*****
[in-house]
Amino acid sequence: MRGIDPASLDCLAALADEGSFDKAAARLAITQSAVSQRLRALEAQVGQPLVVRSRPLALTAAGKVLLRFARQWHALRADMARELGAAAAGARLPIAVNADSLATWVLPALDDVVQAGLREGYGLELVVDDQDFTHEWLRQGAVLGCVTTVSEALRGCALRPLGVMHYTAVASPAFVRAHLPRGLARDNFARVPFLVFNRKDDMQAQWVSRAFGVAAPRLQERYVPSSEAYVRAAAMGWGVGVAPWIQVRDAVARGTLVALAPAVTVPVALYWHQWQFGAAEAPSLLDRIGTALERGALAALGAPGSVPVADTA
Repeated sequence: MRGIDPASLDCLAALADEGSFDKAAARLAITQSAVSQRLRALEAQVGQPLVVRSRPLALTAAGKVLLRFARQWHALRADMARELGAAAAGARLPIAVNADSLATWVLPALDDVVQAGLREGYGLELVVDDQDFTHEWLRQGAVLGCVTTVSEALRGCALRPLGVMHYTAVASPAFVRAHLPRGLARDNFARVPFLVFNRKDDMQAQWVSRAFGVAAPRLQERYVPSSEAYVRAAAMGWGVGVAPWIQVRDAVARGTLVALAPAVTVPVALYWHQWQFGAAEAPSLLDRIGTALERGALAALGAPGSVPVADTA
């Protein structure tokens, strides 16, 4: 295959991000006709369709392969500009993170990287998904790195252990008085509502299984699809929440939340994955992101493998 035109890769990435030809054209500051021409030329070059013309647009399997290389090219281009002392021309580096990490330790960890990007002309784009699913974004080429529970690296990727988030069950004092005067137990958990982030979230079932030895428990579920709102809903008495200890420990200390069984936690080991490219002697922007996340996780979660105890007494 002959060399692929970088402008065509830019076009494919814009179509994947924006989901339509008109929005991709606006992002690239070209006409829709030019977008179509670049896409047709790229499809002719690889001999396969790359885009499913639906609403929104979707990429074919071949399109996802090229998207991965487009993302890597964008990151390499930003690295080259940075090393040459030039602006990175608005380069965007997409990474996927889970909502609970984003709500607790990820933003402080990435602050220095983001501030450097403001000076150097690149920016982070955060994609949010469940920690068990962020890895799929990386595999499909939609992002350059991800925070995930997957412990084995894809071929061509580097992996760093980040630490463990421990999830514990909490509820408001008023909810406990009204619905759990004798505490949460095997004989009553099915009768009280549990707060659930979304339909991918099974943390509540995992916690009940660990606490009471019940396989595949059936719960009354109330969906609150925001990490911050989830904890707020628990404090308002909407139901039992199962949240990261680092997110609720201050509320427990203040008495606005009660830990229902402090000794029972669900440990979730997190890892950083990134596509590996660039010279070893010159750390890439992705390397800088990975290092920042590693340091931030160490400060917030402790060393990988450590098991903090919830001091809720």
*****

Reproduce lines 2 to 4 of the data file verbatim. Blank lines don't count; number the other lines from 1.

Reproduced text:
Amino acid sequence: MRGIDPASLDCLAALADEGSFDKAAARLAITQSAVSQRLRALEAQVGQPLVVRSRPLALTAAGKVLLRFARQWHALRADMARELGAAAAGARLPIAVNADSLATWVLPALDDVVQAGLREGYGLELVVDDQDFTHEWLRQGAVLGCVTTVSEALRGCALRPLGVMHYTAVASPAFVRAHLPRGLARDNFARVPFLVFNRKDDMQAQWVSRAFGVAAPRLQERYVPSSEAYVRAAAMGWGVGVAPWIQVRDAVARGTLVALAPAVTVPVALYWHQWQFGAAEAPSLLDRIGTALERGALAALGAPGSVPVADTA
Repeated sequence: MRGIDPASLDCLAALADEGSFDKAAARLAITQSAVSQRLRALEAQVGQPLVVRSRPLALTAAGKVLLRFARQWHALRADMARELGAAAAGARLPIAVNADSLATWVLPALDDVVQAGLREGYGLELVVDDQDFTHEWLRQGAVLGCVTTVSEALRGCALRPLGVMHYTAVASPAFVRAHLPRGLARDNFARVPFLVFNRKDDMQAQWVSRAFGVAAPRLQERYVPSSEAYVRAAAMGWGVGVAPWIQVRDAVARGTLVALAPAVTVPVALYWHQWQFGAAEAPSLLDRIGTALERGALAALGAPGSVPVADTA
């Protein structure tokens, strides 16, 4: 295959991000006709369709392969500009993170990287998904790195252990008085509502299984699809929440939340994955992101493998 035109890769990435030809054209500051021409030329070059013309647009399997290389090219281009002392021309580096990490330790960890990007002309784009699913974004080429529970690296990727988030069950004092005067137990958990982030979230079932030895428990579920709102809903008495200890420990200390069984936690080991490219002697922007996340996780979660105890007494 002959060399692929970088402008065509830019076009494919814009179509994947924006989901339509008109929005991709606006992002690239070209006409829709030019977008179509670049896409047709790229499809002719690889001999396969790359885009499913639906609403929104979707990429074919071949399109996802090229998207991965487009993302890597964008990151390499930003690295080259940075090393040459030039602006990175608005380069965007997409990474996927889970909502609970984003709500607790990820933003402080990435602050220095983001501030450097403001000076150097690149920016982070955060994609949010469940920690068990962020890895799929990386595999499909939609992002350059991800925070995930997957412990084995894809071929061509580097992996760093980040630490463990421990999830514990909490509820408001008023909810406990009204619905759990004798505490949460095997004989009553099915009768009280549990707060659930979304339909991918099974943390509540995992916690009940660990606490009471019940396989595949059936719960009354109330969906609150925001990490911050989830904890707020628990404090308002909407139901039992199962949240990261680092997110609720201050509320427990203040008495606005009660830990229902402090000794029972669900440990979730997190890892950083990134596509590996660039010279070893010159750390890439992705390397800088990975290092920042590693340091931030160490400060917030402790060393990988450590098991903090919830001091809720």